Cotter et al sought to develop a scoring system to predict microscopic colitis among patients presenting with diarrhea. In a derivation cohort of 617 patients, BMI < 30 kg/m2 was associated with an increased risk of microscopic colitis, OR 2.15 (95%CI: 1.19-3.88). Weight loss has been shown to be associated with MC in publications by the same authors[21, 22], and it is not clear whether weight loss might have led to misclassification of BMI category. Liu et al used the two Nurses’ Health Study cohorts to identify 244 cases of self-reported microscopic colitis with 4.2 million person-years of observation. Compared to the women in the lowest BMI category, BMI < 18.5 kg/m2, those with a BMI > 30 had an adjusted hazard ratio of 0.50 (95%CI: 0.32-0.79). The p for trend was < 0.001. Weight gain since early adulthood was also associated with reduced risk of microscopic colitis. The results were seen in both Nurses cohorts.
Cigarette smokers weigh, on average, 4–5 kg less than nonsmokers and are less likely to be overweight or obese. Cigarette smoking has been associated linked with microscopic colitis in a meta-analysis. In our study, however, current smoking was more common in the controls (who were heavier) and smoking was not associated with microscopic colitis after controlling for education.
The controls in our study had diarrhea. If the diarrhea controls had a condition associated with obesity, that could potentially explain the findings. Many of the diarrhea patients who did not have microscopic colitis probably had irritable bowel syndrome. In a stratified analysis, the inverse association with obesity was particularly strong in the IBS strata (both cases and controls had a history of IBS). It is not clear that patients with IBS are more likely to be obese. A comprehensive review has not shown BMI differences in patients with irritable bowel syndrome. In our study the controls with IBS did not have a higher BMI than the controls without IBS.
The mechanism by which increased body weight might be inversely associated with microscopic colitis in our study and others is uncertain. Men are at substantially reduced risk of microscopic colitis than women. Perhaps the reduced risk is due to a protective effect of androgens. Obesity has been associated with increased levels of androgens[25, 26]. Obesity has been linked with change in the gut microbiome which has, in turn, been linked with microscopic colitis[19, 28, 29]. The gut microbiota can metabolize androgens and estrogens.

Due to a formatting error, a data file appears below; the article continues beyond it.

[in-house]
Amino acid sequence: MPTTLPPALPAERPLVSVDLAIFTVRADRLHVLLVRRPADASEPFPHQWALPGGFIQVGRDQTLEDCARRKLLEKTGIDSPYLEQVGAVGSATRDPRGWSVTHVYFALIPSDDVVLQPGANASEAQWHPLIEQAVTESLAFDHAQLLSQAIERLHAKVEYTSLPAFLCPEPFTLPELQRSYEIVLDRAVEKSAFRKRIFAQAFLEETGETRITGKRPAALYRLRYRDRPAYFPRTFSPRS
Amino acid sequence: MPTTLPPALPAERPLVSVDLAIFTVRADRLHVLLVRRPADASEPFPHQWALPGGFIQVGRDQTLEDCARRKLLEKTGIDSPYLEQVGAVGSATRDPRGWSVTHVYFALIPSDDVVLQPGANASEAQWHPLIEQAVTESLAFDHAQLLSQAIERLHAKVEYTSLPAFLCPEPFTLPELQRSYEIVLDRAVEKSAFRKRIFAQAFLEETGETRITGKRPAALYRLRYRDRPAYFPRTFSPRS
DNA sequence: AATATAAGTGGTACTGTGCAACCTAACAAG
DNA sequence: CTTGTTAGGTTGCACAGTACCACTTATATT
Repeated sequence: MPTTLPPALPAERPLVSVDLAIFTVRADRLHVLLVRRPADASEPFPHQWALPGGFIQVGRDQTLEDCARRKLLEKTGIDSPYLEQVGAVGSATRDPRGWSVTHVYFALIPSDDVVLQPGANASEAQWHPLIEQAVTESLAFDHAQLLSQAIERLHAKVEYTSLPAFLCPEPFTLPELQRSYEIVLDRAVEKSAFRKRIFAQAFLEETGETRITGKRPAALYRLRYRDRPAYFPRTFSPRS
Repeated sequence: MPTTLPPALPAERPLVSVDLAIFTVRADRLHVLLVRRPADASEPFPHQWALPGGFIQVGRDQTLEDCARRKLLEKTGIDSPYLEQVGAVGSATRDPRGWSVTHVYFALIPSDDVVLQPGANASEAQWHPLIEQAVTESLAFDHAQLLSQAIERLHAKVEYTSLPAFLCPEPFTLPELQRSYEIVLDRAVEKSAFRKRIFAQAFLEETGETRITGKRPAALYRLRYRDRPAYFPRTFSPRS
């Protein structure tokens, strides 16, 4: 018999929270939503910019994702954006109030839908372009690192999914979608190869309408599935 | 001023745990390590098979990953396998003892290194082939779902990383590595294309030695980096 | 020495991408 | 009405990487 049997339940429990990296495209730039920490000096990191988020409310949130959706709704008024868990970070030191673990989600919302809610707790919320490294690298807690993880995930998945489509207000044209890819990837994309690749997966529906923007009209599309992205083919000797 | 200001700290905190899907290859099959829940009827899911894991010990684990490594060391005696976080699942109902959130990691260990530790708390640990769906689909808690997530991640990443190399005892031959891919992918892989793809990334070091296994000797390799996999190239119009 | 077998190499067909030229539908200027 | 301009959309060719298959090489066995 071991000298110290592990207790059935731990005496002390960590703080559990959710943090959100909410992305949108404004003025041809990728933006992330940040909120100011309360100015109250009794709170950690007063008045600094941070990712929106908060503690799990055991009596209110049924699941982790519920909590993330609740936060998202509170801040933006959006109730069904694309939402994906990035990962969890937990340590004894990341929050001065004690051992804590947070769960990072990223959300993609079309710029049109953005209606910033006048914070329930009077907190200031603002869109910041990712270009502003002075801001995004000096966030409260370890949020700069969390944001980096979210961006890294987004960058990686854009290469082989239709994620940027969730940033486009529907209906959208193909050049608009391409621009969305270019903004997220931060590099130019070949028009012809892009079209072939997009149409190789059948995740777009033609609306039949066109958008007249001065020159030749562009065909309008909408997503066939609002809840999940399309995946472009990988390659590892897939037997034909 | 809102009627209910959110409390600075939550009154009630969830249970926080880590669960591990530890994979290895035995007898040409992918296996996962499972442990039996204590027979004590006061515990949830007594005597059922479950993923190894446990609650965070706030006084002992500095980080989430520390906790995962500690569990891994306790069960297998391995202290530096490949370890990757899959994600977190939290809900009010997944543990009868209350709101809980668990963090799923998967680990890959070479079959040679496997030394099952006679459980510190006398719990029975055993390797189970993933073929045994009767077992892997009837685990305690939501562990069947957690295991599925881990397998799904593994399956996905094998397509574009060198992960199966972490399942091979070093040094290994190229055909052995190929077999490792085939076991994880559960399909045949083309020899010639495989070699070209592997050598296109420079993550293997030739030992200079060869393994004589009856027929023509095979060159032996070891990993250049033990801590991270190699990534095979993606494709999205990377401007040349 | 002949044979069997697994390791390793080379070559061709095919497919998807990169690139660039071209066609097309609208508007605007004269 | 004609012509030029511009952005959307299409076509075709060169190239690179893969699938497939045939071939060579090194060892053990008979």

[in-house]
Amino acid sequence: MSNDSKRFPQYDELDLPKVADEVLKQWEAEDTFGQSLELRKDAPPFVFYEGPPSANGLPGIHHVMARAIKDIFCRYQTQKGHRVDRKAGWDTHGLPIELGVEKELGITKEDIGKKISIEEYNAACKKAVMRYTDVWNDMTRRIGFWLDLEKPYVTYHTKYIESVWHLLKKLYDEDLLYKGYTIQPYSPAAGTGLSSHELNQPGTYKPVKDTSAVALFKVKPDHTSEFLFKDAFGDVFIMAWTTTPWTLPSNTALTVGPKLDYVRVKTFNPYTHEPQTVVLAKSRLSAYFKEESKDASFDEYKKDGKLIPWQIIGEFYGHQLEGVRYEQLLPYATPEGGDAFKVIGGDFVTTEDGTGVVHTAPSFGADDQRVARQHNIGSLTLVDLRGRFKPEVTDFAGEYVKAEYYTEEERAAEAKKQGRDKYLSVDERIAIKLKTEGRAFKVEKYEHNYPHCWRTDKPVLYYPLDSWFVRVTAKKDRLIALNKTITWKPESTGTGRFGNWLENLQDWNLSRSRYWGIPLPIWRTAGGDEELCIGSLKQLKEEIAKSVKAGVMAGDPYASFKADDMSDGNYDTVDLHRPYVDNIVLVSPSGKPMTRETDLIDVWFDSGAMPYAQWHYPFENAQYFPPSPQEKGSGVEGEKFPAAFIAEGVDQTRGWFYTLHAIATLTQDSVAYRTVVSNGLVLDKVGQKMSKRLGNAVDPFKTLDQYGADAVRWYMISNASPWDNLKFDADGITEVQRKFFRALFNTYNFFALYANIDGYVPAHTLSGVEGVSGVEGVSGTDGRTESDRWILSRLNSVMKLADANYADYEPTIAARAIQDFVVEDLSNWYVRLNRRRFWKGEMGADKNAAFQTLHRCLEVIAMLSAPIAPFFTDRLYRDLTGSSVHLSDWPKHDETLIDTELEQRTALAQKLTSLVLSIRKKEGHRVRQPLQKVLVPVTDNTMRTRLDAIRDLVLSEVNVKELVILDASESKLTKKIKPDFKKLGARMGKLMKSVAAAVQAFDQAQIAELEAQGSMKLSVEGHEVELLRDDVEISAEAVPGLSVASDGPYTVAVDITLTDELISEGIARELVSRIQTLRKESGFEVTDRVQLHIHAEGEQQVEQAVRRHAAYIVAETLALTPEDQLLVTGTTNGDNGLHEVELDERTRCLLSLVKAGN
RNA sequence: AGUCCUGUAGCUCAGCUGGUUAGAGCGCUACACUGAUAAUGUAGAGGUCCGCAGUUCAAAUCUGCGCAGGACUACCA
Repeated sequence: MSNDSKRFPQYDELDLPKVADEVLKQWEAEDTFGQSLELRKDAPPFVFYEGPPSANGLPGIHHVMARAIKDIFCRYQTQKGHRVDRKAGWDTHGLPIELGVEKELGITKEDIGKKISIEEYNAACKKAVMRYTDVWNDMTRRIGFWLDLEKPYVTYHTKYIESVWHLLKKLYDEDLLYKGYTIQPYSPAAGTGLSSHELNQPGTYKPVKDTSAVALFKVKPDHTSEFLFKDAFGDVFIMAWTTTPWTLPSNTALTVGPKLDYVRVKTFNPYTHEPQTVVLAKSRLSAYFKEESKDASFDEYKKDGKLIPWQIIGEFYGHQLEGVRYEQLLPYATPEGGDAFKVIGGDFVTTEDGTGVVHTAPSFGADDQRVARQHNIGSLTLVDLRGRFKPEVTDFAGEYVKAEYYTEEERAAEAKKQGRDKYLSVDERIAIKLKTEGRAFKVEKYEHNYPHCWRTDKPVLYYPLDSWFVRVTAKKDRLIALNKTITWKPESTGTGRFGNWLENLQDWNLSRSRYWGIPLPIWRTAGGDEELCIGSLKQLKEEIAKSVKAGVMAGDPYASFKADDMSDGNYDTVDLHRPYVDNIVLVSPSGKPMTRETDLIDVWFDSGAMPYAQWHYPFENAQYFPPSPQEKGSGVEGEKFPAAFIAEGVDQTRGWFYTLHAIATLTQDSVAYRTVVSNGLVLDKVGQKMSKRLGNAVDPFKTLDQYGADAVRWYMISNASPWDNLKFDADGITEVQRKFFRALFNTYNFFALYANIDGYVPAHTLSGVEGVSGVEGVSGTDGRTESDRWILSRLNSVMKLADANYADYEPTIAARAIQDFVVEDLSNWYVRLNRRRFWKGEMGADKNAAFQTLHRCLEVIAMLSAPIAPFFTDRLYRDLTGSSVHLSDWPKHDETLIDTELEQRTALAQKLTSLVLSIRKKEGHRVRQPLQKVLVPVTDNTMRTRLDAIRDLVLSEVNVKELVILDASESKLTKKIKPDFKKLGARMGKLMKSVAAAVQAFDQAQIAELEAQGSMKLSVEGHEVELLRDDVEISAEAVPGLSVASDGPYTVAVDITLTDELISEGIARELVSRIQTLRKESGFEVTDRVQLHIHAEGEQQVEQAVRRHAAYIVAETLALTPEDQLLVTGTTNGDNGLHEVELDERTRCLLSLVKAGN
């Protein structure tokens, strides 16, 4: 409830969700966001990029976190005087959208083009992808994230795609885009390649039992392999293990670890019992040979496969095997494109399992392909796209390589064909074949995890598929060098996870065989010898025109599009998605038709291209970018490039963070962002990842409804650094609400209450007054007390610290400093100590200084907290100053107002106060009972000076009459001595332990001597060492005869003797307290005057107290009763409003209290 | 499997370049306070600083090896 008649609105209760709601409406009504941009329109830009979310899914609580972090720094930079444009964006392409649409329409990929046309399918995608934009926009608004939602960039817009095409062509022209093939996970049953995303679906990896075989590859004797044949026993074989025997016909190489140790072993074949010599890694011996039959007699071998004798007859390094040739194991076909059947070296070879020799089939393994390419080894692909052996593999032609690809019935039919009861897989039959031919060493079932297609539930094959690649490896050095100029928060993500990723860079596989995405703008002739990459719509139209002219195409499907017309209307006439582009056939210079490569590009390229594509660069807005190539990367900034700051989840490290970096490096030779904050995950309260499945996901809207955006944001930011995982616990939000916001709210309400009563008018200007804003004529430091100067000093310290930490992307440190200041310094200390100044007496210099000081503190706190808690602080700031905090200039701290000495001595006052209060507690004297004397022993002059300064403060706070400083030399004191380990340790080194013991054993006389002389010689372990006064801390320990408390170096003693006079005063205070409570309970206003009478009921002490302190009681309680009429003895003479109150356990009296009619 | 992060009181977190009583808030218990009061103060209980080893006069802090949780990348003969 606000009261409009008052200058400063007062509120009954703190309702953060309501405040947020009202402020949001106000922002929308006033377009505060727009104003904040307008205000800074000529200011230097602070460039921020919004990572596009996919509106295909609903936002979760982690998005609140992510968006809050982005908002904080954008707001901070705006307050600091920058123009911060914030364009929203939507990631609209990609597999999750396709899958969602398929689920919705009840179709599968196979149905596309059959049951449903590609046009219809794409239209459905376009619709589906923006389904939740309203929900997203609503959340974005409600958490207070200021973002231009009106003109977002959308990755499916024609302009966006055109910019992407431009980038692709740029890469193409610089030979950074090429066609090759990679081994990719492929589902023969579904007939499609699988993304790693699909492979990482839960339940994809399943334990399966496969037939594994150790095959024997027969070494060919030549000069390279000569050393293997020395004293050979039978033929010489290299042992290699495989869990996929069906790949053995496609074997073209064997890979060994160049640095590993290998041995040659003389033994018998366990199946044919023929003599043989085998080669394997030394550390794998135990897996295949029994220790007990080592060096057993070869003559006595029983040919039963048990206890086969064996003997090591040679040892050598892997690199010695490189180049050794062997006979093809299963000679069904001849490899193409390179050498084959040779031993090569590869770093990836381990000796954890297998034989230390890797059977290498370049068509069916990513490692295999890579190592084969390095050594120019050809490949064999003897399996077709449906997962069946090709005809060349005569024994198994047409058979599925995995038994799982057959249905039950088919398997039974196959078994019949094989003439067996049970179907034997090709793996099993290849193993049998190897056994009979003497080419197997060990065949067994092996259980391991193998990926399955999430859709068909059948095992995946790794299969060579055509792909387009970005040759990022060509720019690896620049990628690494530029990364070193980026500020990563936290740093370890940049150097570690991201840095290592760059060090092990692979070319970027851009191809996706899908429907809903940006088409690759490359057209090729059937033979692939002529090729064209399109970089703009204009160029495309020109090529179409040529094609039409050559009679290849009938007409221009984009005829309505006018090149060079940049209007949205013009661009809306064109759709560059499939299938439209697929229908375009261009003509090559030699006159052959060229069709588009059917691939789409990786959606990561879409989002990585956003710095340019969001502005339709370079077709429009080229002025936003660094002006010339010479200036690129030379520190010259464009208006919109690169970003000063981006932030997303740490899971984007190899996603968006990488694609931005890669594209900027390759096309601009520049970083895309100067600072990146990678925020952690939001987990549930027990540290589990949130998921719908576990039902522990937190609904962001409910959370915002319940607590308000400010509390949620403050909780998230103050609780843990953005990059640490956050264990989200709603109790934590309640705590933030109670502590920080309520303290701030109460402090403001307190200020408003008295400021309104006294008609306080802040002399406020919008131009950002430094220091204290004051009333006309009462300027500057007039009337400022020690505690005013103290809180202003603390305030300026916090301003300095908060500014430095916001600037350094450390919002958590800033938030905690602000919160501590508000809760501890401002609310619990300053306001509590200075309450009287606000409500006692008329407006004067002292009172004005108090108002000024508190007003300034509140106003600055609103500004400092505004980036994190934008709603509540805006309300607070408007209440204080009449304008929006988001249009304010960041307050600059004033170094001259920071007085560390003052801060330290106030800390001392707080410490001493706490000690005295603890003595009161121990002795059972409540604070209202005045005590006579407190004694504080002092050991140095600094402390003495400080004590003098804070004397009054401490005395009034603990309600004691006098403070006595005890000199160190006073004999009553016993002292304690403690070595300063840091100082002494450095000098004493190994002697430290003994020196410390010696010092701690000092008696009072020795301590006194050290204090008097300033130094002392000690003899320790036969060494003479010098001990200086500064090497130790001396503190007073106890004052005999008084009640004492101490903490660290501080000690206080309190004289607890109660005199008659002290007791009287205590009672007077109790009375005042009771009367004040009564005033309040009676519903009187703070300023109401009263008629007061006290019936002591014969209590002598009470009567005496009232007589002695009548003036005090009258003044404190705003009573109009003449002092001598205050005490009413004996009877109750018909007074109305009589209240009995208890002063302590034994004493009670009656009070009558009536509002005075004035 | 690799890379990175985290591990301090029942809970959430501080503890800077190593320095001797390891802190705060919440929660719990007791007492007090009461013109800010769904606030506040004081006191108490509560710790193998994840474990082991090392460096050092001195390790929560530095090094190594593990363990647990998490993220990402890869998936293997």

Despite the marked sex discrepancy in microscopic colitis, the literature on reproductive and hormonal factors is very limited. Burke et al used data from the Nurses’ Health Study cohorts. Similar to our results, the authors found no association with age of menarche, parity, age of first live birth or age of menopause. They found an increased risk for postmenopausal hormones. Verhaegh et al reported that hormonal factors were not associated with microscopic colitis in multivariable analysis, although number of cases might not have been large enough to detect small differences between populations.
We found that ever-use of oral contraceptive pills was associated with a reduced risk of microscopic colitis in crude and adjusted analyses. In contrast to our study, Burke et al reported that ever-use of oral contraceptives was associated with an increased risk of microscopic colitis based on data from the two Nurses’ Health Study cohorts. There was a large difference in oral contraceptive use in the two cohorts - 45% in the Nurses’ Health Study (NHS) and 85% in Nurses’ Health Study II (NHSII). Oral contraceptive use was not queried after 1984 in NHS (almost 40 years ago), or after 2009 in NHSII. The elevated risk was only statistically significant in the earlier cohort. There has been a temporal change in the hormone concentration of oral contraceptive pills, and the different results between our study and the Nurses’ cohort study might be due to different times of enrollment. OCPs generally contain a mix of estrogen (usually estradiol) and a progestin. The estrogen dose has decreased from over 100 µg when first introduced in the 1960 to 20-30 µg or less now. Progestin-only contraceptives are also now available. These changes mean studies may not be comparable if they were performed at different times.
The mechanism behind the observed associations of menopausal hormones and oral contraceptives with microscopic colitis are unknown although there are some possibilities to consider. Estrogen and progesterone receptors are expressed in the gut, and sex steroids have been shown to influence colonic transit time, chloride secretion and intestinal permeability. Autoimmune diseases are more common in women than men, possibly due to hormonal factors. Hormonal contraceptives have effects on the immune system and have been linked with a number of different autoimmune diseases. Microscopic colitis has been regarded as an autoimmune disease, perhaps because of similarities to celiac disease. In a genome-wide association study using the UK Biobank, there was an association with single nucleotide polymorphisms on the MHC 8.1 haplotype, supporting an immune component to the pathogenesis of microscopic colitis. We did not find autoimmune disease was over-represented in our microscopic colitis cases (unpublished data). The gut microbiome is involved in the metabolism, excretion and circulation of sex hormones. The effect of menopausal hormones and oral contraceptives on microscopic colitis could be mediated by gut microbes. Gut microbes could metabolize sex steroids or exogenous steroids and alter the gut environment.